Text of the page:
Thank you to Bob Gregory for the generous introduction, and to Jordan Kerr and the conference organisers for inviting me to be part of the National Youth Conference 2015. I acknowledge that we are meeting today on the land of the Ngunnawal people, and acknowledge their elders past and present. I also acknowledge the young Ngunnawal people who make such a contribution to Canberra’s community life and ensure that this area’s Indigenous history continues to be part of our common story.

In 1950, life expectancy for an Australian bloke like me was about 67. At 42, that means back then I’d have been considered well into the later innings of my life. One of the great things about life expectancy increasing to 82 today is that I’m now probably only halfway through my life’s journey. Unfortunately, I still don’t think that lets me squeak into the category of ‘young person’ though, so thank you for making an exception and having me along today anyway.

A little while ago I came across a column in one of our major metro papers where the writer talked about his horror at the behaviour of young Australians out and about on a Saturday night. He described seeing police and other revellers ‘routinely disrespected, sworn at, made fun of, shoved, taunted and generally treated like garbage by swarms of drunken youths.'

In a report about the emergence of new social problems, I was also dismayed to read: ‘bikie gangs and overseas criminal syndicates [are] taking advantage of the highly addictive aspect of ice to actively hook thousands of young Victorians.’

Both of these stories brought to mind the former-Treasurer Peter Costello (that noted expert of youth culture). Some years ago he gave a speech stating: ‘We do not have to look far to see evidence of moral decay all around us. We can see it and hear it in entertainment like rap music, in songs that glorify violence or suicide and the exploitation of others.’    

All of this made me start to really worry about the drunken, drug addicted, depraved young people around today. So as an economist, I did what economists do: I turned to the data.

I started looking at all the indicators I could find on how young people today compare with their predecessors. We’re very fortunate in this country that the Australian Bureau of Statistics collects time series data on things like school attainment rates, drug and alcohol use, teen pregnancy and crime. So all the evidence we need of young people’s ‘moral decay’ should be right there in hard numbers.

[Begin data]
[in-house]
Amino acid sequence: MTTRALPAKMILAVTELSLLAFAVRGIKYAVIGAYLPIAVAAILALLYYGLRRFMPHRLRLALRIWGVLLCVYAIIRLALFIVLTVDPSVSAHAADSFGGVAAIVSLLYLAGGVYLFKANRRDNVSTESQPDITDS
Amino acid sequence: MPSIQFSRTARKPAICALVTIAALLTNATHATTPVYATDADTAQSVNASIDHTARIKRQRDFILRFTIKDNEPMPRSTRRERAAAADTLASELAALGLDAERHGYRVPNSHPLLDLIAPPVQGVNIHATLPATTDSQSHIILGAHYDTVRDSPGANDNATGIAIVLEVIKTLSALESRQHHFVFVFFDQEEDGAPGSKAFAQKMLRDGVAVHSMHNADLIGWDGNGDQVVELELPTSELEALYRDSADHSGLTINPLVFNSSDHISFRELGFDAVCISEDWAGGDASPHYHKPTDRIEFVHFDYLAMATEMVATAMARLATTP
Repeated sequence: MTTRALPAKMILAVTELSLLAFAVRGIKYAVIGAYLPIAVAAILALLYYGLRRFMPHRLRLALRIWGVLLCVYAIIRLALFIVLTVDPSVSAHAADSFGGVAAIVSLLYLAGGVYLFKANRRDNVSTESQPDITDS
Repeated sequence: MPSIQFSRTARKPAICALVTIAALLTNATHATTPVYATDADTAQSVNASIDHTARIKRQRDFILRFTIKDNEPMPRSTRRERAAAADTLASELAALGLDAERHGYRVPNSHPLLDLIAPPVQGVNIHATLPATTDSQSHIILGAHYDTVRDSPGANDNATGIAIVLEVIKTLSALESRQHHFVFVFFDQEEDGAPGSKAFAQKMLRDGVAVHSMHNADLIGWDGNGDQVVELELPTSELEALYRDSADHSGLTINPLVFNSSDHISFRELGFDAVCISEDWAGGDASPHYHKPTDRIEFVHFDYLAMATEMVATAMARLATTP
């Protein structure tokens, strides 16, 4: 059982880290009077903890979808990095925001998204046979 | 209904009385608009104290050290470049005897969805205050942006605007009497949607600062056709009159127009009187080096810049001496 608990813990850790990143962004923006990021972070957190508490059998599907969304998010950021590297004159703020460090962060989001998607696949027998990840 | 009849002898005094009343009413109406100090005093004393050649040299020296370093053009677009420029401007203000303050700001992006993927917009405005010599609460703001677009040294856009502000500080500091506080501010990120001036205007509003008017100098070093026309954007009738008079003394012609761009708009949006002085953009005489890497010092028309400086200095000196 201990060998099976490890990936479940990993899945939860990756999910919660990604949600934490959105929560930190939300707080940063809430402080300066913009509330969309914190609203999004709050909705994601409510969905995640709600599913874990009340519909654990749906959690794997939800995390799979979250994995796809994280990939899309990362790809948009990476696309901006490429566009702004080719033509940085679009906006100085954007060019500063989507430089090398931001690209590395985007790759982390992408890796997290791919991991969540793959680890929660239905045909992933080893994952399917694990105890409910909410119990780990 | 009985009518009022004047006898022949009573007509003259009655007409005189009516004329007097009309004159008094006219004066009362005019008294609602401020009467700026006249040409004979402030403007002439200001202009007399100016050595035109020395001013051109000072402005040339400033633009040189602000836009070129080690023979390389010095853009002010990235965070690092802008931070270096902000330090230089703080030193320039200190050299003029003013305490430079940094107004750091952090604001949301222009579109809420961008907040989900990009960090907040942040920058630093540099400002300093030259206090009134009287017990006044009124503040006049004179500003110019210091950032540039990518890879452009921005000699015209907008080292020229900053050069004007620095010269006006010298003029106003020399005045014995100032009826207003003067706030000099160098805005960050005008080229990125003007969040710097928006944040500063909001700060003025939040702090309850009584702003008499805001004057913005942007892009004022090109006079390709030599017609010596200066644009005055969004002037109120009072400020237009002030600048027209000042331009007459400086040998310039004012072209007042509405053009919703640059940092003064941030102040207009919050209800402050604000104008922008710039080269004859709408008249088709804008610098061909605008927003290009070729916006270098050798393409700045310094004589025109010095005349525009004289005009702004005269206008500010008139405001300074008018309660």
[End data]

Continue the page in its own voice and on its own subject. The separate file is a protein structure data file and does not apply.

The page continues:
Except it isn’t.

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Innovation and reform: Labor's multinational tax agenda - Speech

Innovation and reform: Labor’s multinational tax agenda 

Speech to the Minerals Council of Australia Taxation Conference


I’d like to thank Brendan Pearson from the Minerals Council for the invitation to be here today. I’ve known Brendan for almost two decades, since he was a scribe for the Australian Financial Review, and I worked as trade adviser to the late Western Australian Senator Peter Cook. Brendan is consummately polite, thoughtful, and willing to engage with detail. I was very pleased when Brendan became Chief Executive of the Minerals Council in December 2013, and I know he has the respect of both sides of politics. At Brendan’s invitation, I’ve been involved in a number of Minerals Council events over the past year, and look forward to continuing our conversation in the years to come.

That said, I know I wasn’t your first choice for today, and I come bearing apologies from Shadow Treasurer Chris Bowen. Chris had a pre-existing commitment representing Australia’s interests at the 2015 Boao Forum, otherwise he would have been here.